Willem Dafoe as Vincent Van Gogh in ‘At Eternity’s Gate’: Julian Schnabel Gives Us An Exclusive First Look

Willem Dafoe as Vincent Van Gogh in ‘At Eternity’s Gate’: Julian Schnabel Gives Us An Exclusive First Look
If anyone can show us something we haven’t seen before about Dutch painter Vincent Van Gogh, it’s Oscar-nominated painter-filmmaker Julian Schnabel, who announced at Cannes that he will direct “At Eternity’s Gate” starring Willem Dafoe (who also stars in Director’s Fortnight entry “The Florida Project”) as the world’s most acclaimed Post-Impressionist painter, who died at age 37 before he was recognized for his gifts.

“I’ve been working on it for a couple of years,” said Schnabel on the phone from Montauk. “It has to do with trying to make a work of art. By making a film about him, I might shed a little light on what it is to be doing what he’s doing, who he really was, and what his issues were, what somebody needed to do to do what he did, and what he’s not going to do.”

Produced by
See full article at Indiewire »

Willem Dafoe as Vincent Van Gogh in ‘At Eternity’s Gate’: Julian Schnabel Gives Us An Exclusive First Look

Willem Dafoe as Vincent Van Gogh in ‘At Eternity’s Gate’: Julian Schnabel Gives Us An Exclusive First Look
If anyone can show us something we haven’t seen before about Dutch painter Vincent Van Gogh, it’s Oscar-nominated painter-filmmaker Julian Schnabel, who announced at Cannes that he will direct “At Eternity’s Gate” starring Willem Dafoe (who also stars in Director’s Fortnight entry “The Florida Project”) as the world’s most acclaimed Post-Impressionist painter, who died at age 37 before he was recognized for his gifts.

“I’ve been working on it for a couple of years,” said Schnabel on the phone from Montauk. “It has to do with trying to make a work of art. By making a film about him, I might shed a little light on what it is to be doing what he’s doing, who he really was, and what his issues were, what somebody needed to do to do what he did, and what he’s not going to do.”

Produced by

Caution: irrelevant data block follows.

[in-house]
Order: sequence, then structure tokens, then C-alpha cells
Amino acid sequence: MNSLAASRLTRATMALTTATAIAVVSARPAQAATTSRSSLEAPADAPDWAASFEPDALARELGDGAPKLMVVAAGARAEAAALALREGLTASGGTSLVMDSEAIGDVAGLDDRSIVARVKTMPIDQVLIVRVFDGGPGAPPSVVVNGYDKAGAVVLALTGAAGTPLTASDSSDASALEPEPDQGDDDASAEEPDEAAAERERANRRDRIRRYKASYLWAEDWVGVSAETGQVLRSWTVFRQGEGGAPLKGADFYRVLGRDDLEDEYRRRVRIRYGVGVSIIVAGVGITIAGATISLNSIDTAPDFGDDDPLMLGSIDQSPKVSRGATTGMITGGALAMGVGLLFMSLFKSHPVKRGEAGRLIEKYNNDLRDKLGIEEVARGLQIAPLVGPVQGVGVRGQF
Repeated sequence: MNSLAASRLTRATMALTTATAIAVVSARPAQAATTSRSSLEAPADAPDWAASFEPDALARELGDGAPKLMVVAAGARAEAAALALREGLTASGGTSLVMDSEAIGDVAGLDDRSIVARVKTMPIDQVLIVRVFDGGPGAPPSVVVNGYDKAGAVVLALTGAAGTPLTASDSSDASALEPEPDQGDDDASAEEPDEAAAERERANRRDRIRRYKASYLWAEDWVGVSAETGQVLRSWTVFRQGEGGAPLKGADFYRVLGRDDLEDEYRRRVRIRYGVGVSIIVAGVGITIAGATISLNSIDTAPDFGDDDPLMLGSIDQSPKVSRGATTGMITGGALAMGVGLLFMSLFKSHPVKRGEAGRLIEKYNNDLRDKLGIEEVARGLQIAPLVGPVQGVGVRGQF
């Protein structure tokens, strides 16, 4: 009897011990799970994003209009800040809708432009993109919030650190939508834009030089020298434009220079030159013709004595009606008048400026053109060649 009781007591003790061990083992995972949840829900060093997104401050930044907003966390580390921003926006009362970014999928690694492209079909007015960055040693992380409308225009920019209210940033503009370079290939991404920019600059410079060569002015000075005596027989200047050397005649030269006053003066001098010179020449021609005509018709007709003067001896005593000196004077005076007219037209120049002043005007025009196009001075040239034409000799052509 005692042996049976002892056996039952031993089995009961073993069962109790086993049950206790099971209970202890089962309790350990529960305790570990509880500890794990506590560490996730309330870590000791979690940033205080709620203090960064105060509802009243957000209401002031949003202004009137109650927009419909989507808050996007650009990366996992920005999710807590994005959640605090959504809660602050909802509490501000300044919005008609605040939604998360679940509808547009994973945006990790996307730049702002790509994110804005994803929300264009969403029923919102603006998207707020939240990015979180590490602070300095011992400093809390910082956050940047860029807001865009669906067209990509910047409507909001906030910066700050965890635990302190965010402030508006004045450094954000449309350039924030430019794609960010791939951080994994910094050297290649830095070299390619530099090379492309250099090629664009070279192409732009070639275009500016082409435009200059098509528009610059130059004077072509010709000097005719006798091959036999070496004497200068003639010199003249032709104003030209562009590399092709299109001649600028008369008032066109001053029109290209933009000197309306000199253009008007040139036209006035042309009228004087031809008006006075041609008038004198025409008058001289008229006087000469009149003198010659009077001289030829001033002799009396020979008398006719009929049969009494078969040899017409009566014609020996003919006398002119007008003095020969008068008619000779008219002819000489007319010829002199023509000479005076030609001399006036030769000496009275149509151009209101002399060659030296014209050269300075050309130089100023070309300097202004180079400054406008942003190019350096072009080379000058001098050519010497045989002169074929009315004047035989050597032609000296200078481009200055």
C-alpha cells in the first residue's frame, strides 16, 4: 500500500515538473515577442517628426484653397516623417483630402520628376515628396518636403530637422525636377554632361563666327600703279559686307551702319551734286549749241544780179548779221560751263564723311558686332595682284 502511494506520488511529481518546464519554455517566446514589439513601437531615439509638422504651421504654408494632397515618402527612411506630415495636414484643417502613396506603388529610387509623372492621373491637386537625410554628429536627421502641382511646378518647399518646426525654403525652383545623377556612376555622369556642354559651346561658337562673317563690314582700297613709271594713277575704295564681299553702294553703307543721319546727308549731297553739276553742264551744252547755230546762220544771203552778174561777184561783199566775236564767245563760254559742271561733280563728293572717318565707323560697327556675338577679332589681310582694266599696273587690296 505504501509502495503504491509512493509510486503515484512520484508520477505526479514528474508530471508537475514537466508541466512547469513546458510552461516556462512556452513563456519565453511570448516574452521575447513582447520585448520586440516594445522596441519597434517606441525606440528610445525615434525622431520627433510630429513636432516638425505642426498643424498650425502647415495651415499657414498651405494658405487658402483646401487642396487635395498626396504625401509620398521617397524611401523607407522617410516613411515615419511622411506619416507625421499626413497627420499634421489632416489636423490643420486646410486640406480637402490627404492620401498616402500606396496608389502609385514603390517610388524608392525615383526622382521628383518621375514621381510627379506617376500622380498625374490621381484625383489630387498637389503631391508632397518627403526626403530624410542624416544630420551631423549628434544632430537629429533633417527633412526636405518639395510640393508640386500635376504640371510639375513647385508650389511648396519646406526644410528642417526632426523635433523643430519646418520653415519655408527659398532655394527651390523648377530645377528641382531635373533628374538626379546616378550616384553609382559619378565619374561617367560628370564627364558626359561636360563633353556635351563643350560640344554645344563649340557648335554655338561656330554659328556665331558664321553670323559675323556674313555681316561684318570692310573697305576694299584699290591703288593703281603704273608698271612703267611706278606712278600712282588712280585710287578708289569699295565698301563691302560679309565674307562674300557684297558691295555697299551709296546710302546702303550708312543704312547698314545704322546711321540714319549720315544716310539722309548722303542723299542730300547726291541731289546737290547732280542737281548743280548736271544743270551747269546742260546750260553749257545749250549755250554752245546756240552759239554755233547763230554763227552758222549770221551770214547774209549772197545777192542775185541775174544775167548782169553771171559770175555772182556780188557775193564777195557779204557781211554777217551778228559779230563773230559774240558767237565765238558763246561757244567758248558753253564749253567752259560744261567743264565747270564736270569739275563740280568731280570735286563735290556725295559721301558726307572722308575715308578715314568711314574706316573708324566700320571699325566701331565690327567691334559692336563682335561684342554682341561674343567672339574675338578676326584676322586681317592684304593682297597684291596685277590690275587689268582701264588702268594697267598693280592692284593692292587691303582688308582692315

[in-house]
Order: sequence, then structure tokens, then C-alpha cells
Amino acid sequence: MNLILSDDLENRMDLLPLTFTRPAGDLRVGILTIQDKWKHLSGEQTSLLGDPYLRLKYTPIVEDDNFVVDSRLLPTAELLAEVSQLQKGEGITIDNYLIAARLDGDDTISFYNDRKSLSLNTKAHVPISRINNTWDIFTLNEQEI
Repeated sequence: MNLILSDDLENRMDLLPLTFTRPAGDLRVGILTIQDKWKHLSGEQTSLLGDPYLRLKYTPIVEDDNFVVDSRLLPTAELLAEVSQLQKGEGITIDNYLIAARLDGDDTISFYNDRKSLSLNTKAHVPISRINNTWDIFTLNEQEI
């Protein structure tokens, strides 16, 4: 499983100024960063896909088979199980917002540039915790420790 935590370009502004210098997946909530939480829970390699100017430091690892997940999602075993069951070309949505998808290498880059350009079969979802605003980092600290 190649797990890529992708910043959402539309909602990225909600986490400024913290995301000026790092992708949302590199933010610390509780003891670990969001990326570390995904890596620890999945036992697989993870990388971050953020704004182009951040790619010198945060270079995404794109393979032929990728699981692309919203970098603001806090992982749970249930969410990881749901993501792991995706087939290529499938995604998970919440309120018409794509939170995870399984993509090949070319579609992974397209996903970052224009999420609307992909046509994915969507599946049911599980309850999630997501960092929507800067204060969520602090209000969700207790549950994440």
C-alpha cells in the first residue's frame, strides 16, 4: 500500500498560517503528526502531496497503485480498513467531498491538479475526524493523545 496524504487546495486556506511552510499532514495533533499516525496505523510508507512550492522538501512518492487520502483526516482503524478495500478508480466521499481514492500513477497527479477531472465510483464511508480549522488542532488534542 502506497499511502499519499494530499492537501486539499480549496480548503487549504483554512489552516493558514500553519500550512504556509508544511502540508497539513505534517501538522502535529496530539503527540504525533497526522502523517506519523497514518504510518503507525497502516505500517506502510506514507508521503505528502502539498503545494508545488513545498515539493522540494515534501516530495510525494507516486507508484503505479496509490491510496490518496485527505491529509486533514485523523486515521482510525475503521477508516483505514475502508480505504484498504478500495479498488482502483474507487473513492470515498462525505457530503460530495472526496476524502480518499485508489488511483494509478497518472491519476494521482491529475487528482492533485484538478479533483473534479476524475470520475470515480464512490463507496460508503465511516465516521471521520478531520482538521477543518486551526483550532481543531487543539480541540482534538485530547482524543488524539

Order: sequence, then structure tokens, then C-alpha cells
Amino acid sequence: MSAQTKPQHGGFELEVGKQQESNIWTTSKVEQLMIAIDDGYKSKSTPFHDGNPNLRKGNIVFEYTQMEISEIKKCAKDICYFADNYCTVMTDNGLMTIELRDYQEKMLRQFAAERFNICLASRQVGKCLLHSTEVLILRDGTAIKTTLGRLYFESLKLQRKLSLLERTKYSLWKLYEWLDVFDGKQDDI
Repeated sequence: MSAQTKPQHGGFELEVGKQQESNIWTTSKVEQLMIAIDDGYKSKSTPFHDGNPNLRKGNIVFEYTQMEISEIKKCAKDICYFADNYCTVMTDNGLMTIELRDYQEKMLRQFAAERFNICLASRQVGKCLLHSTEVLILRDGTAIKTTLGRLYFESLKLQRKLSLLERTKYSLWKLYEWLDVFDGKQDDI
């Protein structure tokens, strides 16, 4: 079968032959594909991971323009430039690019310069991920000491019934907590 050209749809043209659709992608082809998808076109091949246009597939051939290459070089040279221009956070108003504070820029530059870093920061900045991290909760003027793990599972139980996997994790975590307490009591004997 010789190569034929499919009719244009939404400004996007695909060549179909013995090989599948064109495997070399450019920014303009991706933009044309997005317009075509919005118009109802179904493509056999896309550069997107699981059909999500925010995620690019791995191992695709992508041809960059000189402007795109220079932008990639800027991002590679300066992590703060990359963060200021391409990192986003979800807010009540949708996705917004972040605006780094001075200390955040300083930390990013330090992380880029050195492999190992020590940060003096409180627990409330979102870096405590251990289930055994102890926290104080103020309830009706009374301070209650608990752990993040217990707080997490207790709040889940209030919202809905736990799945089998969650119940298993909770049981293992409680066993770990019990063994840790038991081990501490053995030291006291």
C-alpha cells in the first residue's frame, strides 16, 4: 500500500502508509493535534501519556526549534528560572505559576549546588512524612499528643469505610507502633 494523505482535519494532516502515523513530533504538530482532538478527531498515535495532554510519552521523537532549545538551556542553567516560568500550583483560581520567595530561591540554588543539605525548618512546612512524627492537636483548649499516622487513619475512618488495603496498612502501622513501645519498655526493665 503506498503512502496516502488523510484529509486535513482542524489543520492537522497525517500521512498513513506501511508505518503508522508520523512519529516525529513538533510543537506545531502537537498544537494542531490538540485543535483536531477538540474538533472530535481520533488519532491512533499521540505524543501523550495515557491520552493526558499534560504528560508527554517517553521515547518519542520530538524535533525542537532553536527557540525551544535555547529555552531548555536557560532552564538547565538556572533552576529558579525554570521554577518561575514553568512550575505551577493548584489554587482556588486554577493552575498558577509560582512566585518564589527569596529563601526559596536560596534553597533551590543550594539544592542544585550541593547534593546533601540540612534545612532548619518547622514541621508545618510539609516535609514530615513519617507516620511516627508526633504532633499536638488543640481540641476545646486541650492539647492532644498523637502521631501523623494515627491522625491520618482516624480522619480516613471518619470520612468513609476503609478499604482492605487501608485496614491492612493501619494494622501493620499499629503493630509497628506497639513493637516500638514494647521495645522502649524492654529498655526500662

See full article at Thompson on Hollywood »

Newswire: Willem Dafoe to play Vincent van Gogh in impressionistic new biopic

Over the years, Vincent van Gogh has been played by Kirk Douglas, Benedict Cumberbatch, and even Tony Curran in those Doctor Who episodes. But now it’s Willem Dafoe’s turn to tackle the impressionist in an upcoming film titled At Eternity’s Gate, Deadline reports. Given the talent involved, it’s safe to assume that this isn’t your standard biopic: It’s being directed by The Diving Bell And The Butterfly’s Julian Schnabel, who’s also a visual artist, and looks to be a more impressionistic—get it?—take on the painter. “This is a film about painting and a painter and their relationship to infinity,” Schnabel says. “It is told by a painter. It contains what I felt were essential moments in his life; this is not the official history—it’s my version. One that I hope could make you closer to him.” Yes, but
See full article at The AV Club »

‘The Diving Bell and the Butterfly’: Julian Schnabel’s Profoundly Cinematic Exercise in Empathy

Looking back on this still-young century makes clear that 2007 was a major time for cinematic happenings — and, on the basis of this retrospective, one we’re not quite through with ten years on. One’s mind might quickly flash to a few big titles that will be represented, but it is the plurality of both festival and theatrical premieres that truly surprises: late works from old masters, debuts from filmmakers who’ve since become some of our most-respected artists, and mid-career turning points that didn’t necessarily announce themselves as such at the time. Join us as an assembled team, many of whom were coming of age that year, takes on their favorites.

Has there ever been a more perfect pairing of medium and story than Julian Schnabel‘s The Diving Bell and the Butterfly? Cinema, an optical art form whose audience views scenes that they are powerless to change,
See full article at The Film Stage »

Willem Dafoe to play Vincent van Gogh in At Eternity’s Gate

Deadline has revealed that Willem Dafoe is set to take on the role of legendary artist Vincent van Gogh in At Eternity’s Gate, the new film from Julian Schnabel (The Diving Bell and the Butterfly, Before Night Falls).

The film will focus on Van Gogh’s time in Arles and Auvers-sur-Oise, France, and is described as “a film about creativity and the sacrifices he made to produce the spectacular masterpieces that are instantly recognizable around the world today.”

“This is a film about painting and a painter and their relationship to infinity,” said Schnabel. “It is told by a painter. It contains what I felt were essential moments in his life; this is not the official history – it’s my version. One that I hope could make you closer to him.”

Dafoe’s new film The Florida Project premieres in Cannes this month. He will next be seen as